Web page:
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[83] track intersects with that of some previous passer; he has but just gone on, judging by the freshness of the trail, and we can study his character and purposes. The large boots betoken a woodman or iceman; yet such a one would hardly have stepped so irresolutely where a little film of water has spread between the ice and snow and given a look of insecurity; and here again he has stopped to observe the wreaths on this pendent bough, and this snow-filled bird'snest. And there the footsteps of the lover of beauty turn abruptly to the road again, and he vanishes from us forever.

As we wander on through the wood, all the labyrinths of summer are buried beneath one white inviting pathway, and the pledge of perfect loneliness is given by the unbroken surface of the all-revealing snow. There appears nothing living except a downy woodpecker, whirling round and round upon a young beech-stem, and a few sparrows, plump with grass-seed and hurrying with jerking flight down the sunny glade. But the trees furnish society enough. What a congress of ermined kings is this circle of hemlocks, which stand, white in their soft raiment, around the dais of this woodland pond! Are they held here, like the sovereigns in the palace of the Sleeping Beauty, till some mortal breaks their spell? What sage counsels must be theirs, as they nod their weary heads and whisper ghostly memories and old men's tales to each other, while the red leaves dance on the snowy sward below, or a fox or squirrel steals hurriedly through the wild and wintry night! Here and there is some discrowned Lear, who has thrown off his regal mantle, and stands in faded russet, misplaced among the monarchs.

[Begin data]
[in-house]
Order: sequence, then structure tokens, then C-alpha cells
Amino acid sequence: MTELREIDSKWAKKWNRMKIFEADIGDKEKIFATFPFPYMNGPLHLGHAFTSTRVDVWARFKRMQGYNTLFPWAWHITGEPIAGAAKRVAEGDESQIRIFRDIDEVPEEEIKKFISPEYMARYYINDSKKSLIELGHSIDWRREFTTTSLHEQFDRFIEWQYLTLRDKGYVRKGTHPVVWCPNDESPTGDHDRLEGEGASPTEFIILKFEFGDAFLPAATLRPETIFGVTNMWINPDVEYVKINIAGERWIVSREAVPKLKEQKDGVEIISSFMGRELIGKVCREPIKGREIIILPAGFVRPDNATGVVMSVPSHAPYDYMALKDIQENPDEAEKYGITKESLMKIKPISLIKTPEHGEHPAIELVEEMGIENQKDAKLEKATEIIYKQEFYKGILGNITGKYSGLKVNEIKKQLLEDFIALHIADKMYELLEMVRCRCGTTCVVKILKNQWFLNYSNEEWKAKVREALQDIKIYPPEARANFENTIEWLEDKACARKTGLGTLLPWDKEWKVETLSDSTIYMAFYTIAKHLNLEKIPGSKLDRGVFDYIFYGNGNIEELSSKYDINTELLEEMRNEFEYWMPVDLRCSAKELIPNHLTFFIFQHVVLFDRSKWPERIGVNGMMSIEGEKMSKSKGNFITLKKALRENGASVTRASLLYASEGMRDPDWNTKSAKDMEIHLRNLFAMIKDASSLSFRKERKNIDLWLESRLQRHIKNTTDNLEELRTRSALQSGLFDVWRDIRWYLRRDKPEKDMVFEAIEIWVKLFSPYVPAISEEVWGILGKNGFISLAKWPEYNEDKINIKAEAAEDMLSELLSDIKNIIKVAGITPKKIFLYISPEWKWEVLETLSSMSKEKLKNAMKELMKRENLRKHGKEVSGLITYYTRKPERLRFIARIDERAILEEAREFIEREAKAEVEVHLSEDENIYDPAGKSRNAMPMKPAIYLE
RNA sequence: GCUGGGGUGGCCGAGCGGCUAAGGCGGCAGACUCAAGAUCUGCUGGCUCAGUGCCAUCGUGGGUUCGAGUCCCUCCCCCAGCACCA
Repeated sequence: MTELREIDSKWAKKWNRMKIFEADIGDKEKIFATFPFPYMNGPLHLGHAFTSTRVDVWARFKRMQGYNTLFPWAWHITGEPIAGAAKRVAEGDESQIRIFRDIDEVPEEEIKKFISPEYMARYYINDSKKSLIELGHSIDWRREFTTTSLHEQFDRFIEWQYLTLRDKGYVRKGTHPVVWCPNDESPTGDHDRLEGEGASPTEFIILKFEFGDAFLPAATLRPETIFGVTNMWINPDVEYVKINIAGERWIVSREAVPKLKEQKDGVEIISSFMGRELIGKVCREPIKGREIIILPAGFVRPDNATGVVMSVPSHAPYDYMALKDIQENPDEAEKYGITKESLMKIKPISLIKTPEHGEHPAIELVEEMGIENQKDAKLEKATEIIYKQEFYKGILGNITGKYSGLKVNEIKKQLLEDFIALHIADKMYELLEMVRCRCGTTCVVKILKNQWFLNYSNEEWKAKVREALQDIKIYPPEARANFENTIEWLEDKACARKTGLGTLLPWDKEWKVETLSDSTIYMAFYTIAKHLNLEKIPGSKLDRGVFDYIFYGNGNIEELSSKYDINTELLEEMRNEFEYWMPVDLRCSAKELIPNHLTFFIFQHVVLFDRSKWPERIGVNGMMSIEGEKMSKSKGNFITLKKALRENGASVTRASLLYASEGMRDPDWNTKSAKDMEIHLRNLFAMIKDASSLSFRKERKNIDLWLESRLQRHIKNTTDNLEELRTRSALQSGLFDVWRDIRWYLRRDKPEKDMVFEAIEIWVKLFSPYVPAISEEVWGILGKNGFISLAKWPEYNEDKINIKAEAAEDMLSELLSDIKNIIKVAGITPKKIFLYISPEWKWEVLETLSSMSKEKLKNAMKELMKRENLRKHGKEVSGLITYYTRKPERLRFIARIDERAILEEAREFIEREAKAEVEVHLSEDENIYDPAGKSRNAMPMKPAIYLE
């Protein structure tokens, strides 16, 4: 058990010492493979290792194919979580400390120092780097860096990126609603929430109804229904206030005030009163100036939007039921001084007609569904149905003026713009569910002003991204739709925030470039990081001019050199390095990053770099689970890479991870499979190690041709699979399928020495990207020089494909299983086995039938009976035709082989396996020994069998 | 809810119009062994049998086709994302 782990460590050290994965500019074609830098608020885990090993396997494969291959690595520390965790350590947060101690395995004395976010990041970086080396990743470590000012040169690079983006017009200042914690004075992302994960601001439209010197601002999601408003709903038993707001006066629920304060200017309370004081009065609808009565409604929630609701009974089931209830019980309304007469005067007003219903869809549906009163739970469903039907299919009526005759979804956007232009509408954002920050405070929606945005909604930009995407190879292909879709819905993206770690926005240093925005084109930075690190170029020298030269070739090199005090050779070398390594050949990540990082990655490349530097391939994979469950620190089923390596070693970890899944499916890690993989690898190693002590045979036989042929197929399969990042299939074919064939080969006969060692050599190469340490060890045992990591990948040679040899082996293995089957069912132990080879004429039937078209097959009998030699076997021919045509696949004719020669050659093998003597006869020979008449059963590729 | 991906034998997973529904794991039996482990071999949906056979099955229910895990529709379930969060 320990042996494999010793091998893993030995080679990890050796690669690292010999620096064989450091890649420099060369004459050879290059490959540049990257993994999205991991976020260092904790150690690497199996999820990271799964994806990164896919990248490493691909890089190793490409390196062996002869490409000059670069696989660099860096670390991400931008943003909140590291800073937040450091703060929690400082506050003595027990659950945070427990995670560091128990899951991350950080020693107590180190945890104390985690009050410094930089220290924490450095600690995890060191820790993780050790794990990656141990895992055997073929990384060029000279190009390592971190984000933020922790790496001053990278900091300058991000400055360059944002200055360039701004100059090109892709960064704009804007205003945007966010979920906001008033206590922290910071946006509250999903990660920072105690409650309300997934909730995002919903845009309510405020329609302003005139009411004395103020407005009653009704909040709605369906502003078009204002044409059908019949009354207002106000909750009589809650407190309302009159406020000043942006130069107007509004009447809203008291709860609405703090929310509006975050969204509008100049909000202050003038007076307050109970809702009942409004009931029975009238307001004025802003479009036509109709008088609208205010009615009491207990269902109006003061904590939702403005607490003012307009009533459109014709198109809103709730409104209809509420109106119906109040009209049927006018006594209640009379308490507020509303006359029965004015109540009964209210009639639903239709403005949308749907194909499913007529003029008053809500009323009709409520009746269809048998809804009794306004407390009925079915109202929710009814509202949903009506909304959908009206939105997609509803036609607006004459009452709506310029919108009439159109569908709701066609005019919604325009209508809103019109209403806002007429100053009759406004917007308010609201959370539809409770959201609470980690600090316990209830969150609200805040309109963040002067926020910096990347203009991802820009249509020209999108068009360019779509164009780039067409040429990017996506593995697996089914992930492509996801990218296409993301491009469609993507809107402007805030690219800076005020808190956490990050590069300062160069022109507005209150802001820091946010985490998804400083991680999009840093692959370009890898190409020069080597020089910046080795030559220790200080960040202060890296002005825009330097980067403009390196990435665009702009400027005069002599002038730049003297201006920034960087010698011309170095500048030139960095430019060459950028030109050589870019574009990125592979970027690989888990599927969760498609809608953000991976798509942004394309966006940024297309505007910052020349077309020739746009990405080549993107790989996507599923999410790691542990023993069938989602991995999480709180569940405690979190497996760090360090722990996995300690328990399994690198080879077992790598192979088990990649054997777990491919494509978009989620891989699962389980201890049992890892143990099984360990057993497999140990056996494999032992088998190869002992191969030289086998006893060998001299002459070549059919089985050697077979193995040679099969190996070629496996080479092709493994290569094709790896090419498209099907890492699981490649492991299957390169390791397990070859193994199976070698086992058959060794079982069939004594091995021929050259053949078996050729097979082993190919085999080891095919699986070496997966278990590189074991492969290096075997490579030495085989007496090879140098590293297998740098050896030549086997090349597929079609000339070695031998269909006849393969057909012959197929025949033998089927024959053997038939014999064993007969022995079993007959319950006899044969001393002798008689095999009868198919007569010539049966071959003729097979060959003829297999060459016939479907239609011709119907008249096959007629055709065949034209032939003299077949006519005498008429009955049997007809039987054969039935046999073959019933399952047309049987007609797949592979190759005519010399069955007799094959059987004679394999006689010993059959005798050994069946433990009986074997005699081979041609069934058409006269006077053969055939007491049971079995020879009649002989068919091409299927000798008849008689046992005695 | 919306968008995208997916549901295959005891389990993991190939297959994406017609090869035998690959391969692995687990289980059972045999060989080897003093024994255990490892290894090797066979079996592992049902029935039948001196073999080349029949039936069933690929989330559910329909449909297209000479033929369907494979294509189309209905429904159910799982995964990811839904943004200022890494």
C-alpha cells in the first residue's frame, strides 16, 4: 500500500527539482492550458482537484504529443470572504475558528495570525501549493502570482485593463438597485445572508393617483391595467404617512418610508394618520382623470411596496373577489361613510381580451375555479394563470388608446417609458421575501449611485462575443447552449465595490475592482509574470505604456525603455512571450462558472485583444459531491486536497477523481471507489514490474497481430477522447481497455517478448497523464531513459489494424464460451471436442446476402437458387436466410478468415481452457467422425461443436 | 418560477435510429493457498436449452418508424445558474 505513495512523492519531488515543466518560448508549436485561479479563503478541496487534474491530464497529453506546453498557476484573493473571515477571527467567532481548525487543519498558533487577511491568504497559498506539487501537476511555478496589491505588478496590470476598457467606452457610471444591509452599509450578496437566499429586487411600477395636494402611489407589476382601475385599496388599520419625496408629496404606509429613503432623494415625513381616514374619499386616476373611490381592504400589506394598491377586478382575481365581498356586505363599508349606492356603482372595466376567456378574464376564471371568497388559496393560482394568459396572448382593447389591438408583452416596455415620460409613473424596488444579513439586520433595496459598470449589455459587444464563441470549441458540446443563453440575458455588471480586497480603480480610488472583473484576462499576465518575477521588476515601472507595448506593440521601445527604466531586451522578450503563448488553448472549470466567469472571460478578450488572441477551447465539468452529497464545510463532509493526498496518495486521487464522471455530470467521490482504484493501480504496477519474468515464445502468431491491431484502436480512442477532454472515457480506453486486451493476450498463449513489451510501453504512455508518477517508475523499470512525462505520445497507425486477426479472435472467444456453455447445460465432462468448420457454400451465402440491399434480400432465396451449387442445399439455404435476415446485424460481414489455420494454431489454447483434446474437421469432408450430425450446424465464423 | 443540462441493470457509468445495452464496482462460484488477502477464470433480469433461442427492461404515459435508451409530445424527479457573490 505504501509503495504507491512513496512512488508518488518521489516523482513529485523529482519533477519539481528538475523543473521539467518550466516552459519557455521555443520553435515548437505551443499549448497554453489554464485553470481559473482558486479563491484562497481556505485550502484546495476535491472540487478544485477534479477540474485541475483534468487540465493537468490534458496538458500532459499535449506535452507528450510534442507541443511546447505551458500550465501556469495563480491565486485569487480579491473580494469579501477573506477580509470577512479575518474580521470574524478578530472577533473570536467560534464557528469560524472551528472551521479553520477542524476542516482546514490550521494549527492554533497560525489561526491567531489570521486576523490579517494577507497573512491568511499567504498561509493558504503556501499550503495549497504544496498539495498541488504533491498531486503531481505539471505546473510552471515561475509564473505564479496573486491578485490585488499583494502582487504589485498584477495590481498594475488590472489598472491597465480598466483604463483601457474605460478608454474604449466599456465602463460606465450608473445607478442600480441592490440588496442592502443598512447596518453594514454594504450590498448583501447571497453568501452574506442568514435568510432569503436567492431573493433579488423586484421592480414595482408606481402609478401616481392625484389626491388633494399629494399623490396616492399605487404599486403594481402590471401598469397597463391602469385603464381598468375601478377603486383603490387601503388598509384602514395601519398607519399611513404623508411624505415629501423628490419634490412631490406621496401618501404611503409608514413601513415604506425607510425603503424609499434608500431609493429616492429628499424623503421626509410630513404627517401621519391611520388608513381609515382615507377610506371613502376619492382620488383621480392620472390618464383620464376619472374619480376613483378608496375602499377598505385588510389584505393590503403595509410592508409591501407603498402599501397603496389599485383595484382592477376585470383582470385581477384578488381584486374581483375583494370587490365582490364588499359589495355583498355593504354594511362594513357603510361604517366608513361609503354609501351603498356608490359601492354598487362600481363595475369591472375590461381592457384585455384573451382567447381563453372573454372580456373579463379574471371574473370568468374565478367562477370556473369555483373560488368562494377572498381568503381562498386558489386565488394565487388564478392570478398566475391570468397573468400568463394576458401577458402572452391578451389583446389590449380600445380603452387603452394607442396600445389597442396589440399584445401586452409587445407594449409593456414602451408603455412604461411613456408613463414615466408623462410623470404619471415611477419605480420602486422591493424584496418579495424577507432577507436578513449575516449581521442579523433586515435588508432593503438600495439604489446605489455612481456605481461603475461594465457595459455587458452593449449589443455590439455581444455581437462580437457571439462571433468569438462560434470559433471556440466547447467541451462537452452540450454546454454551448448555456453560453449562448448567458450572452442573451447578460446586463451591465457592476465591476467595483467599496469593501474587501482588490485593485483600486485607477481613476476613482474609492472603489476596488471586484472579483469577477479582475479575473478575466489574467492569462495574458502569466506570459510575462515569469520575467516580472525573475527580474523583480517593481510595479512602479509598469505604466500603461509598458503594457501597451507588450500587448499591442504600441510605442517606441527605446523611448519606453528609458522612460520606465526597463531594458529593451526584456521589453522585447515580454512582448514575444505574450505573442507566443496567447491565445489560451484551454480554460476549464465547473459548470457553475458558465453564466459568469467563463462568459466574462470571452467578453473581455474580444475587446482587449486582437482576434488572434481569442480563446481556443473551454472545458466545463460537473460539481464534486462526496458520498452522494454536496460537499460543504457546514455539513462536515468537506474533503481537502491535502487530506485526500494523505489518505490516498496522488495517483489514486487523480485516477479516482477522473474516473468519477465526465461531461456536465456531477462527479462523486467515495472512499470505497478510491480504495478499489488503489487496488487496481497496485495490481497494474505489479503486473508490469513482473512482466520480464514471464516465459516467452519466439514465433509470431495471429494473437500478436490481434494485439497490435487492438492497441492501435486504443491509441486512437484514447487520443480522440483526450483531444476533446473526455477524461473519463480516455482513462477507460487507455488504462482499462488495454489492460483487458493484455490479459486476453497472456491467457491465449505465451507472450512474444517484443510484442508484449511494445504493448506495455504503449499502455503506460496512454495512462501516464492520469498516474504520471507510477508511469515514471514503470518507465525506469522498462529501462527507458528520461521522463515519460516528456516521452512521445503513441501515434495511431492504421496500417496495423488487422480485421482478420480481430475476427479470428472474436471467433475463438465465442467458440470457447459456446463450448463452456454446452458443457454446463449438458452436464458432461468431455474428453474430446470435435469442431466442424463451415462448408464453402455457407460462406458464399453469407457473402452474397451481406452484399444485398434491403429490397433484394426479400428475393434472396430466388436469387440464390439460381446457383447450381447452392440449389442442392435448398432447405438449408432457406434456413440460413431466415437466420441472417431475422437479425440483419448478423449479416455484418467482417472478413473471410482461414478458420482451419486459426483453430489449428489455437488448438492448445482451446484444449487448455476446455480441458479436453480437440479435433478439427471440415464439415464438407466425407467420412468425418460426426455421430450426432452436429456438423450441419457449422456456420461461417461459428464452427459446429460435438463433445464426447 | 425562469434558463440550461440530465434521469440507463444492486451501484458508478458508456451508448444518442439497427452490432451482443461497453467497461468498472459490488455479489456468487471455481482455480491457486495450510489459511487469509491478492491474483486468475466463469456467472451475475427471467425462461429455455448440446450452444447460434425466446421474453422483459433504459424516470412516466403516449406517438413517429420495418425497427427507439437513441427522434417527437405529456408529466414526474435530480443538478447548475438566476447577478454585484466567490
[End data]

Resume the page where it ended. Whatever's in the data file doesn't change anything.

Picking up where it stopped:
What a simple and stately hospitality is that of Nature in winter! The season which the residents of cities think an obstruction gives in the country an extension of intercourse: it opens every forest from here to Labrador, free of entrance; the most tangled thicket, the most treacherous marsh, becomes passable; and the lumberer or moose-hunter, mounted on his snow-shoes, has the world before him. He says ‘good snow-shoeing,’ as we say ‘good sleighing;’ and it gives a sensation like a first visit to the sea-side and the shipping, when one first sees exhibited for sale, in the streets of Bangor or Montreal, these delicate Indian conveyances. It seems as if a new element were suddenly opened for travel, and all due facilities provided. One expects to go a little farther, and see in the shop-windows, ‘Wings for sale,—gentlemen's and ladies' sizes.’ The snow-shoe and the birch canoe,—what other dying race ever left behind it two memorials so perfect and so graceful?

The shadows thrown by the trees upon the snow are blue and soft, sharply defined, and so contrasted with the gleaming white as to appear narrower than the boughs which cast them. There is something subtle and fantastic about these shadows. Here is a leafless larch-sapling, eight feet high. The image of the lower boughs is traced upon the

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